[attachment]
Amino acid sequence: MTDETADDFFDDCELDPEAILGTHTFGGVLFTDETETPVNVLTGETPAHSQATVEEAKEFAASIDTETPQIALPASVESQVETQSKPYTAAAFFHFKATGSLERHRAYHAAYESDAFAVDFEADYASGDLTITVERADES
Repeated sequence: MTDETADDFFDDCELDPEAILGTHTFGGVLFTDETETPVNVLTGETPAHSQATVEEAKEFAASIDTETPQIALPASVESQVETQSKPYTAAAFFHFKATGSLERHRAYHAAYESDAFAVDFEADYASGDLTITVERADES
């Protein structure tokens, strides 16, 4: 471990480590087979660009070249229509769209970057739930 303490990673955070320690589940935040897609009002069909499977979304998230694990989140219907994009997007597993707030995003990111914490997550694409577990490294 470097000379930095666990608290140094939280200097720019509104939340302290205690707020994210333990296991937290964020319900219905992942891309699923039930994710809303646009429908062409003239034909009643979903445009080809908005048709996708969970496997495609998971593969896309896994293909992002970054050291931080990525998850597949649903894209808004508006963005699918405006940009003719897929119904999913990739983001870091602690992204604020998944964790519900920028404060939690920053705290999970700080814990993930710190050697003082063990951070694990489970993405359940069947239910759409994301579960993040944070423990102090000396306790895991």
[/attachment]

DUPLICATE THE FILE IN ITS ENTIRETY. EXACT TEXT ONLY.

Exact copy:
Amino acid sequence: MTDETADDFFDDCELDPEAILGTHTFGGVLFTDETETPVNVLTGETPAHSQATVEEAKEFAASIDTETPQIALPASVESQVETQSKPYTAAAFFHFKATGSLERHRAYHAAYESDAFAVDFEADYASGDLTITVERADES
Repeated sequence: MTDETADDFFDDCELDPEAILGTHTFGGVLFTDETETPVNVLTGETPAHSQATVEEAKEFAASIDTETPQIALPASVESQVETQSKPYTAAAFFHFKATGSLERHRAYHAAYESDAFAVDFEADYASGDLTITVERADES
């Protein structure tokens, strides 16, 4: 471990480590087979660009070249229509769209970057739930 303490990673955070320690589940935040897609009002069909499977979304998230694990989140219907994009997007597993707030995003990111914490997550694409577990490294 470097000379930095666990608290140094939280200097720019509104939340302290205690707020994210333990296991937290964020319900219905992942891309699923039930994710809303646009429908062409003239034909009643979903445009080809908005048709996708969970496997495609998971593969896309896994293909992002970054050291931080990525998850597949649903894209808004508006963005699918405006940009003719897929119904999913990739983001870091602690992204604020998944964790519900920028404060939690920053705290999970700080814990993930710190050697003082063990951070694990489970993405359940069947239910759409994301579960993040944070423990102090000396306790895991």